Hydrogen is essential to tackle climate change and air pollution. Its advantages are the following six points:
1) Clean Energy (No NOx, SOx)
2) High energy density in terms of weight
3) Quick refuel (e.g. within 5 minutes for a car)
4) Stable operation at low temperature, such as in winter
5) Storable for long term, large capacity
6) Usable at off-grid area
Thus, hydrogen usages are suitable such as to electrify large/long-range mobility, higher frequency with little down time: e.g. truck, train, drone. Furthermore, energy storage/co-generation for long term and large capacity: e.g. buffer for renewables, office, data centre
As per Hydrogen Council and McKinsey, the world’s accumulated hydrogen market size by 2030 is 230 billion GBP.
However, even though there are a lot of advantages and potentials of hydrogen, why on earth it has not yet been expanded? One of the main reasons is it is still expensive. This is because the process from hydrogen production to its usage is complex, and there are two causes:
1) Water electrolysis enables mass production of hydrogen; however, water pre-treatment is required, such as alkali, and it consumes a great deal of electricity.
2) Demand centres are often far from the site of electrolysis factories. As hydrogen density is low, it has to be compressed, transported and then mostly decompressed at hydrogen stations.
We will realize onsite affordable hydrogen generation by our Ultra-Short Pulse Laser (USPL) with photocatalyst. USPL renders significant advantages when processing materials. Industrial USPL are already used for processing ceramics, semiconductors, precious metals, glass components, and are the major light source for laser eye surgery. We have shifted our R&D of the application of USPL to water splitting since 2013.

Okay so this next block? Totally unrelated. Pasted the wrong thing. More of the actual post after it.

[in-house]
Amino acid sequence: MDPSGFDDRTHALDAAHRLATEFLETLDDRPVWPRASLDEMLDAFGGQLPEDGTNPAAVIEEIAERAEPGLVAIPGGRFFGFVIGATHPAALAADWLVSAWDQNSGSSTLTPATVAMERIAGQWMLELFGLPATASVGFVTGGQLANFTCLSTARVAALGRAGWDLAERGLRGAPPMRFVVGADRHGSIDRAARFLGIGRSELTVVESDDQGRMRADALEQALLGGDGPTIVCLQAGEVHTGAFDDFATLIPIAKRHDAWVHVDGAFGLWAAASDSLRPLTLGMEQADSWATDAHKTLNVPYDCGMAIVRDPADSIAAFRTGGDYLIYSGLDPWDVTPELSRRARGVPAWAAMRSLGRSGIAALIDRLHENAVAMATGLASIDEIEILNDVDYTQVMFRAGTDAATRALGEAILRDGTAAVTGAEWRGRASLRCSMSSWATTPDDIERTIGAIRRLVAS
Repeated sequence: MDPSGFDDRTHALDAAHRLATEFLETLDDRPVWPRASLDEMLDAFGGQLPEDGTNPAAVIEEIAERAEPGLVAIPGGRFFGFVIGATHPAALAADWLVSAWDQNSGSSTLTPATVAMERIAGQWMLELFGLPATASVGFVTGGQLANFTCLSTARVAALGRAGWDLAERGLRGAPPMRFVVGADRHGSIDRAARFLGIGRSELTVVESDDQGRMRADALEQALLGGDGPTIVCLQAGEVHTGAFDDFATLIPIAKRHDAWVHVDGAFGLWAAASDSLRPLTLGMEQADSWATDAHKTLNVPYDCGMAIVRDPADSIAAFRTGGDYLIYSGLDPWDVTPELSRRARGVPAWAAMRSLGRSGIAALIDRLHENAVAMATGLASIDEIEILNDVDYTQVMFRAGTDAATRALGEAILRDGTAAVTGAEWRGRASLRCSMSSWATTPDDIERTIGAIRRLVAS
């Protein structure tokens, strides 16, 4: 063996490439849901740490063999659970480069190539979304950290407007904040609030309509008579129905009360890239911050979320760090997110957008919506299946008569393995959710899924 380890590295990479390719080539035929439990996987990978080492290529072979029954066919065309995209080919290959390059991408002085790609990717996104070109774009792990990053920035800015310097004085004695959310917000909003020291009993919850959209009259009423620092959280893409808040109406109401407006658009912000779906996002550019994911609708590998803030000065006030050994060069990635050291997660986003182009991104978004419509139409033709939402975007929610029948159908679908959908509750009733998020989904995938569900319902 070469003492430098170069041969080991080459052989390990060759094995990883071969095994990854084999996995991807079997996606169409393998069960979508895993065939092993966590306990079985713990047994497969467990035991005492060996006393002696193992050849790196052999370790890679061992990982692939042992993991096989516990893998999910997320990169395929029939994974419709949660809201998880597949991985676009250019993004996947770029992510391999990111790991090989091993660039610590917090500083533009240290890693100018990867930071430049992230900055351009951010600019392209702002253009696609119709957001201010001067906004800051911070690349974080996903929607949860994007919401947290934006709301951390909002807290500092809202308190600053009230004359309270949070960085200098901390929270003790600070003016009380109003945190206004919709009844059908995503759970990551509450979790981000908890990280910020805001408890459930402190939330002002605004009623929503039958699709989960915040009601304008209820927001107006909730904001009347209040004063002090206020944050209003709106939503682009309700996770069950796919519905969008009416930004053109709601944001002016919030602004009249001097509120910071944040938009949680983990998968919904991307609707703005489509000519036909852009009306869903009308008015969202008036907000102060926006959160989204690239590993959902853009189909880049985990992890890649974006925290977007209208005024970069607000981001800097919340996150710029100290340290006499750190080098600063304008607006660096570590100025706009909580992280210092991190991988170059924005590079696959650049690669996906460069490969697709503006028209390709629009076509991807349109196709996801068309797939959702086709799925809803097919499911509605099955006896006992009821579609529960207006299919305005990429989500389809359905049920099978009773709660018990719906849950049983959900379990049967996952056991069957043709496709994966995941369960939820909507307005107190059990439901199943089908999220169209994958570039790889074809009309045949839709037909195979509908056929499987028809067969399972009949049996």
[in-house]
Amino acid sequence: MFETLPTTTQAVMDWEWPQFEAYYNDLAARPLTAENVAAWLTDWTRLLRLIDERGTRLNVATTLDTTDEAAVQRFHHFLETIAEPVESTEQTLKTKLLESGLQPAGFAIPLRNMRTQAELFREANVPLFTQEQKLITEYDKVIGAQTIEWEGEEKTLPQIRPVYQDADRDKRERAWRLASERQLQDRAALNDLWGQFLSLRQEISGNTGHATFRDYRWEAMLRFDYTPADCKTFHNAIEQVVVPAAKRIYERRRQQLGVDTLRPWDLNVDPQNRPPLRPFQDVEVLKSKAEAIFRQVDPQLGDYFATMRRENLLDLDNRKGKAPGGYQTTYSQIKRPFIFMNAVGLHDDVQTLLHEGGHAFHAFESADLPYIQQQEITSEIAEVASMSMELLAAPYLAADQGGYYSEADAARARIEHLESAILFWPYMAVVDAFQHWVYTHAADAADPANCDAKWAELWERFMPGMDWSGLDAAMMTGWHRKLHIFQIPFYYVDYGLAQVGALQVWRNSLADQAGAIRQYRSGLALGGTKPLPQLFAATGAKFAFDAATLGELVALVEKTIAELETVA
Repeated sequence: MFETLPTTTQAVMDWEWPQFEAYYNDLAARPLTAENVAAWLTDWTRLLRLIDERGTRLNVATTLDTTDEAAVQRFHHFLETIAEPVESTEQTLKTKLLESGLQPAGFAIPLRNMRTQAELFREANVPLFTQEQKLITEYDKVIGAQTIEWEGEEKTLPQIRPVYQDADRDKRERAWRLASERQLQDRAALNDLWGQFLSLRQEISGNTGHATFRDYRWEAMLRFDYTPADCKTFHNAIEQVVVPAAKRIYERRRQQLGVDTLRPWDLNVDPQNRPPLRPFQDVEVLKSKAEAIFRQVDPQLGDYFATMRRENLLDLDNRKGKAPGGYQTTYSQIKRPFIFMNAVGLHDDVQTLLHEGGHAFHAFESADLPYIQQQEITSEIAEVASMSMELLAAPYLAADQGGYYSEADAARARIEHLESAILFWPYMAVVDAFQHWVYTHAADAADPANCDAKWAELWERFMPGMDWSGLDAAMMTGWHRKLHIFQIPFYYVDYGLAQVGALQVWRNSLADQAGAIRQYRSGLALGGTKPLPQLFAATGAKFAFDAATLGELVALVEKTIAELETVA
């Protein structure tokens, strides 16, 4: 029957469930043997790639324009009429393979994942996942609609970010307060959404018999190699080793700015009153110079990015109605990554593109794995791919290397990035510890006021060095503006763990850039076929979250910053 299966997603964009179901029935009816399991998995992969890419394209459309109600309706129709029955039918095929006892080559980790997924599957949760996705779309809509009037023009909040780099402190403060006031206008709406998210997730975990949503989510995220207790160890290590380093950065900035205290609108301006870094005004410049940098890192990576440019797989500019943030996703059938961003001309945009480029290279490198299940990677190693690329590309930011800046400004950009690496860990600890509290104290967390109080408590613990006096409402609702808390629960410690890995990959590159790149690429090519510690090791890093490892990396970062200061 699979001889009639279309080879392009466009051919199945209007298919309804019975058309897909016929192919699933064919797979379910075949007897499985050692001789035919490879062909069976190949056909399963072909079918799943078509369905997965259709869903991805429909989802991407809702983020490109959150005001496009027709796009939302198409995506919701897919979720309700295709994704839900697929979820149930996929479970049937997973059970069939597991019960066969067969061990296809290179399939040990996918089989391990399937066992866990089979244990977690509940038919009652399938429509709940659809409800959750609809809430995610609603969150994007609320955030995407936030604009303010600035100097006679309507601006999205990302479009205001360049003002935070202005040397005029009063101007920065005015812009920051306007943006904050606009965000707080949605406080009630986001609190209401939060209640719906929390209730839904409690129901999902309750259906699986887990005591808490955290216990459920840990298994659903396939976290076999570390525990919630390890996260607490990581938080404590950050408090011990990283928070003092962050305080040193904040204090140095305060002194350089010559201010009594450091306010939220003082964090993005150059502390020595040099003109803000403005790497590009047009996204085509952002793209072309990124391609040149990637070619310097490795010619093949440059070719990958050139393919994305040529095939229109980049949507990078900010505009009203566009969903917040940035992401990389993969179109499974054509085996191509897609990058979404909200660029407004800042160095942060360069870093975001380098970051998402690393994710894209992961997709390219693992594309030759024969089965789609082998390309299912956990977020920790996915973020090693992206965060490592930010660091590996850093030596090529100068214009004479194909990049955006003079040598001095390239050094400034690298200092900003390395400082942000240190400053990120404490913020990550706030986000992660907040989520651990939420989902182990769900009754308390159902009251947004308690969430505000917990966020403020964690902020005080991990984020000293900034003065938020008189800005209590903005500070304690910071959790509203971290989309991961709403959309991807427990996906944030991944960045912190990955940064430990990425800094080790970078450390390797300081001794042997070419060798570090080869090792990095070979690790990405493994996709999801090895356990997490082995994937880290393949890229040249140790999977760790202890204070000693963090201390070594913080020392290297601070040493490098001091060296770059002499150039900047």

A USPL forces electrons within a bespoke catalyst to become free of their parent atom and move at very high speeds thereby gaining significant energies. These electrons interact with the electronic system of the catalyst liberating new electrons. These collisions will expand in number and form a domino effect, known as an Electron Avalanche Effect. By utilizing this effect, we will realize hydrogen generation at 90%+ efficiency by illuminating a water covered catalyst with UPSL light.
The UPSL laser is safer than electrolysis which uses high-voltage electricity; thus, onsite usage is not easy with conventional systems. Our system will be compact, and following suitable levels of R&D, could offer point or use hydrogen generation systems for industry, and domestic locations.
Thus, we will realize onsite, affordable split of H2O into H2 and O2. Compared to electrolysis, we can save up to 40% of input electricity consumption and, mainly by skipping water treatment and hydrogen transportation, we can save up to 70% of OPEX.
Currently, we have a prototype in Kyoto, Japan. We will scale our prototype plant, with the aim to commercialise the system within 2 years.
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